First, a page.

Then I awoke one morning with the remembrance of something similar from my Class 11 Chemistry exam at Xavier’s. I was travelling home on the bus with my Chemistry teacher and I tentatively asked him “Sir, how come I did so badly?” And he said, “What do you mean badly? You were top of the class.” It transpired that the office clerks had not added my Practical marks to the total. It was too late to change it on the Report card however, and Sukumar Verma said, “You; OK, you were tentative, but didn’t your parents think that they should kick up a fuss?”

And that day, serendipitously, we came across this Guardian article:

And on the CIE website, I saw that they would refund the fees in the case of a grade improvement.

And Sonati and I decided to indulge in this lottery. Yesterday, the d was revised upwards to a c.
Given the adrenaline rush that this “win in the lottery” has brought, we are tempted to ask for yet another re-eval. What would you say?

Double or Quits?

Hackers 2.0

September 3, 2015

On Monday, Arunachalam, who was working for us on the Upper field, returned from lunch and (quite casually) asked me, “Did you let someone cut down your Porcha-maram?” Judging by his casualness, I assumed that it was some small tree. And in the heat, I had no interest in going and looking at the site of a cut-down tree. So, I just said, “Of course, not. Some bloody thief again”, and we carried on with our respective work.

Later that evening, when Sonati and I were sitting on the Hippo rock, Varun joined us and immediately said, “Oh, someone has cut down a big tree”, and pointed to a gash in the landscape.

How come we didn’t hear the sound of the hacking? Sonati and I (and the boys to some extent) are so “tuned-in” to that sound that we start up from sleep if it happens.

Next day, we took a look at the place: It was a clean cut with a saw! That is why the operation was silent.

A silent hack

A silent hack

And what’s more, the felled tree was still lying in the undergrowth, having damaged a couple of others in its fall. It is a tricky spot; so has the thief let it lie, intending to come back later, with help?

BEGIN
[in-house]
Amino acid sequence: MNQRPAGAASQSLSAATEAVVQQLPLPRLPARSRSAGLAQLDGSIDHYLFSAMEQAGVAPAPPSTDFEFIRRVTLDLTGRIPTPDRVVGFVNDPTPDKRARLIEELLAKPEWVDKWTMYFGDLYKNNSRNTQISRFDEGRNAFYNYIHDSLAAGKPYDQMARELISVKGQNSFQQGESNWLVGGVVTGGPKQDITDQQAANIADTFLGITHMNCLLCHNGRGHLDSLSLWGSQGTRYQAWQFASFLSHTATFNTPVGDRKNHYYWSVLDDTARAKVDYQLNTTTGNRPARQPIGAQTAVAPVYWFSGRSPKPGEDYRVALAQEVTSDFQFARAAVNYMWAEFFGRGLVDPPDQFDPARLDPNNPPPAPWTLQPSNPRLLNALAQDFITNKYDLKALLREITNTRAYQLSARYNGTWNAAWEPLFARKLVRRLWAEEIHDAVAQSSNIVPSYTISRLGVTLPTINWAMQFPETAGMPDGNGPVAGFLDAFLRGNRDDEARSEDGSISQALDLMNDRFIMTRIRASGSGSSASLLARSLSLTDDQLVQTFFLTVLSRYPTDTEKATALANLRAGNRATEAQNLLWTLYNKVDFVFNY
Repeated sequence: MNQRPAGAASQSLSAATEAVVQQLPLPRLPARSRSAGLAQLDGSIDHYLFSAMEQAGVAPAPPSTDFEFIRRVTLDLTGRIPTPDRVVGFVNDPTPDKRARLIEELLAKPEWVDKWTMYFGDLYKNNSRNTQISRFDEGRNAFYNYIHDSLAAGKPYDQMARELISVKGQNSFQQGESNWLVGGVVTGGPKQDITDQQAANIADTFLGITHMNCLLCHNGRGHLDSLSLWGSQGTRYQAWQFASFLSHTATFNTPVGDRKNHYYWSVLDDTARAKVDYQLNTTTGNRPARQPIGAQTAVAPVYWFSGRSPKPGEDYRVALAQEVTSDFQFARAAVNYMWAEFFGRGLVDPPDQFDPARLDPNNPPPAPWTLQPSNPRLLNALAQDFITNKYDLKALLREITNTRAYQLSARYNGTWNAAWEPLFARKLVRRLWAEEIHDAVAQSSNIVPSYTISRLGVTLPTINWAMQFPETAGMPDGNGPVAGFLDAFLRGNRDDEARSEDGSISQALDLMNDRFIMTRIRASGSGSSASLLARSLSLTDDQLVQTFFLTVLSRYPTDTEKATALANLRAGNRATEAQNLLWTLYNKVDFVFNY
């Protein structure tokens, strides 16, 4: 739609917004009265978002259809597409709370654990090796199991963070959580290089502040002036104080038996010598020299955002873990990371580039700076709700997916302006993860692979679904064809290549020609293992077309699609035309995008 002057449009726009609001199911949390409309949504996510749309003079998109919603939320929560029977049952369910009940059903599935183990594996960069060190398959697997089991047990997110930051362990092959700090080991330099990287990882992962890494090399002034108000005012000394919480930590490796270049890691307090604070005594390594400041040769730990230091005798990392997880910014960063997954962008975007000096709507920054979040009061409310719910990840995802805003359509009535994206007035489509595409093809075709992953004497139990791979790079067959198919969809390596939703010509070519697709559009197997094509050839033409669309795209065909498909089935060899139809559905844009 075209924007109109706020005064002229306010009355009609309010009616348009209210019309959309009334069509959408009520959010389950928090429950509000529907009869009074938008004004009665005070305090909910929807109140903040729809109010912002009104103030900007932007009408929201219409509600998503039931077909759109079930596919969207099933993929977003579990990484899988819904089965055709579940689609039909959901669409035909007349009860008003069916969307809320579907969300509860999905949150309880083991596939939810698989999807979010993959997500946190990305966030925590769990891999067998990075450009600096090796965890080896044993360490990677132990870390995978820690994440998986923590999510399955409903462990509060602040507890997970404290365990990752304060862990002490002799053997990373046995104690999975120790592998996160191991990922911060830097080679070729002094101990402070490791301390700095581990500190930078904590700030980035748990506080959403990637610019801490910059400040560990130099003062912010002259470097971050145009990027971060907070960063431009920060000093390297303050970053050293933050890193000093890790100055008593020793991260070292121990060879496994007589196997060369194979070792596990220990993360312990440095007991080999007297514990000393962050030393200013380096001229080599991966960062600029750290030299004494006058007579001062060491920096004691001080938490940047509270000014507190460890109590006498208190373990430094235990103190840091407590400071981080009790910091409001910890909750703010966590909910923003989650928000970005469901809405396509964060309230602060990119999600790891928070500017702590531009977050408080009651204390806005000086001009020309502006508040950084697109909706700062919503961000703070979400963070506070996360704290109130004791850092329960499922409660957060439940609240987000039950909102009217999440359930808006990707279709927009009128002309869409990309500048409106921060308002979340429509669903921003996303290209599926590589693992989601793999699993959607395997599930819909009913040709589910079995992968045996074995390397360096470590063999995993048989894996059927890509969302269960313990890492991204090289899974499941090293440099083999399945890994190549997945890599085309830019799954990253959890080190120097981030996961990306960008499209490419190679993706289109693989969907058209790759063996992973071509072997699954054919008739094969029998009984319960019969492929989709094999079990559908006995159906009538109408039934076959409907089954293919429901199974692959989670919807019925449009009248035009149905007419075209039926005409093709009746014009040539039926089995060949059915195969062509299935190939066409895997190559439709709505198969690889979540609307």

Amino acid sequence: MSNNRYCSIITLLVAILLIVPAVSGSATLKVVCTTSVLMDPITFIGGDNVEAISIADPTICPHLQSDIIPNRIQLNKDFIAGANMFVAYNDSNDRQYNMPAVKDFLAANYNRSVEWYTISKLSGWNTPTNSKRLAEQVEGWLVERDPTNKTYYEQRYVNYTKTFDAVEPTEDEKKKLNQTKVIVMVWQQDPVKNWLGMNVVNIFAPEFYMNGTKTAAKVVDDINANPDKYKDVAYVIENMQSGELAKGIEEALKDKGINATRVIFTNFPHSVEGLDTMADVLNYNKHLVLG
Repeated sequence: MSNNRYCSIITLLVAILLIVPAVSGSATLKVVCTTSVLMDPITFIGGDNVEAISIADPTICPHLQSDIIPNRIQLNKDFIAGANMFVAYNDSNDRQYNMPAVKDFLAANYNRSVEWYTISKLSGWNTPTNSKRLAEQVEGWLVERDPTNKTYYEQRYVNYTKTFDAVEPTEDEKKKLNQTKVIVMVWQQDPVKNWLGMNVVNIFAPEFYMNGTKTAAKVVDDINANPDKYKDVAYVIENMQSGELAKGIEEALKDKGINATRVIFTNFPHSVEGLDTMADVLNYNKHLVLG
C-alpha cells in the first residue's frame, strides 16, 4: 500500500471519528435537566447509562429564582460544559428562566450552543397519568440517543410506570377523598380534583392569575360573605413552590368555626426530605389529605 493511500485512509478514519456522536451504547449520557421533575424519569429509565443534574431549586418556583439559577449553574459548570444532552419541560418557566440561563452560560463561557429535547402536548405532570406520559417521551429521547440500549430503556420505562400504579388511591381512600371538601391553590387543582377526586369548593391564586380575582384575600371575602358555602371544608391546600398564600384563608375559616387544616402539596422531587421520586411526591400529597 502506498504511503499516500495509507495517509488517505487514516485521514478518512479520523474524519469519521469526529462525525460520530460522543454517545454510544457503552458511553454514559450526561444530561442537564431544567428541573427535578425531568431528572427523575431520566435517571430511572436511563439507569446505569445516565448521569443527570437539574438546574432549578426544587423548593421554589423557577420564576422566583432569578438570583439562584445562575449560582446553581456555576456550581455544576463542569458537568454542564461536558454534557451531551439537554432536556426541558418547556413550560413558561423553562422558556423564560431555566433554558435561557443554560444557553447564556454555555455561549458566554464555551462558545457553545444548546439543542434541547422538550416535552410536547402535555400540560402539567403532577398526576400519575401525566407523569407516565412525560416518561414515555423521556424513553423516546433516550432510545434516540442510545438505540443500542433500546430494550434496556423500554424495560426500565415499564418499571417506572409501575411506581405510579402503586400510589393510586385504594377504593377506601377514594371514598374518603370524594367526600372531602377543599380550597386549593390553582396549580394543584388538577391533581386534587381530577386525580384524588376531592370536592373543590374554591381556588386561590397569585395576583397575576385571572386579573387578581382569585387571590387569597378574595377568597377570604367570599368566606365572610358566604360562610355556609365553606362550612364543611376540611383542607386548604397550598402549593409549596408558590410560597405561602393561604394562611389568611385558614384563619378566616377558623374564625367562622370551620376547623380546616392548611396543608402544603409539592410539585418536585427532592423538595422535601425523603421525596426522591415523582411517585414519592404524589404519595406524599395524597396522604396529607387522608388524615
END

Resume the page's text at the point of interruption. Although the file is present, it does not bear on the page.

The felled tree

The felled tree

The Porcha-maram is a tree used to make ploughs, and as with most other native trees, it can now be found only on our land. I suppose we should feel thankful that it is someone whom wants a plough who has chopped down the tree. Who knows the state of things to come? We have heard horror stories of Timber Mafias operating near Auroville, with chain-saws and trucks. If that comes to pass here, we may hark back to the idyllic time when thieves operated only on a Need-to basis and not for the market.

The "gash in the landscape"

The “gash in the landscape”

After all, till yesterday, it was the sound of hacking that was an alarm call for us. Today, without any hacking sounds, we are on edge: a continuous High-alert.

World Poetry Day Haiku

April 3, 2015

Boys, trees and we have
In the last fifteen years, grown
At Thekambattu.


Karumandurai Rocks, OK!

April 3, 2015

When we moved here, fifteen years ago, phoning Salem was an event: One had to book a trunk call from Karumandurai. Hot on our heels, STD came to Karumandurai. And now as everyone who visits us now knows, Karumandurai boasts of four (or is it five?) cell phone towers.

Call us old-fashioned if you will, but we preferred our chunky WLL phone; and surrendering it a couple of months ago was a watershed event. We had hoped for a chunky desk phone which would use a GSM SIM card, and I have window-shopped in Salem but never had any luck. “Adha yaaru vanguvanga, saar?” (“Who would buy it saar?”) was the refrain.

And on April fool’s day, when I visited Sensar Mobiles, the fancy cell-phone shop in Karumandurai (In one period of 45 minutes waiting in the shop last month, I saw 6 cell phones being bought; and all of them smart-phones costing over Rs.3500), with Badri, we thought, No harm in trying.

And, for less than the price of the cheapest cell phone in the shop, voila:

Varun's painting of the new desk phone

Apna nimbu: Kahaan pahunchega?

December 16, 2014

Since there has been a lot of back and forth about our lemons, on Facebook, on our blog and in e-mails to us, we thought we should clarify/consolidate, and carry on the conversation.

If a solution was required to our personal lemon problem, then e-commerce or organic marmalade would have provided one. Even so, we strongly feel that surely these lemons should be consumed locally, by our neighbours and others from nearby who need lemons to pickle or juice or…

But the problem is not a personal one but rather a systemic one: which is that primary producers of all hues seem to be trapped by a broker mafia into becoming sweat shops for faraway customers who outsource their every requirement (and responsibility).

So perhaps, I need to say, with Wendell Berry, All you who eat; eat thoughtfully. Eating is a political act. Where you get your food, where it is cooked and who cooks it, and how you eat it: all of this contributes to the solution.

Farmers need every encouragement to grow food, not cash. As things stand, what Wendell Berry writes about 60’s America is true for India now: If you can get into a profession; why, then you must not be a farmer. If you can move to the city, why,then you must leave the country. If you can work the “miracle” of industrial progress, then you must do so, even if it means the theft of energy from posterity. (Posterity can’t complain!)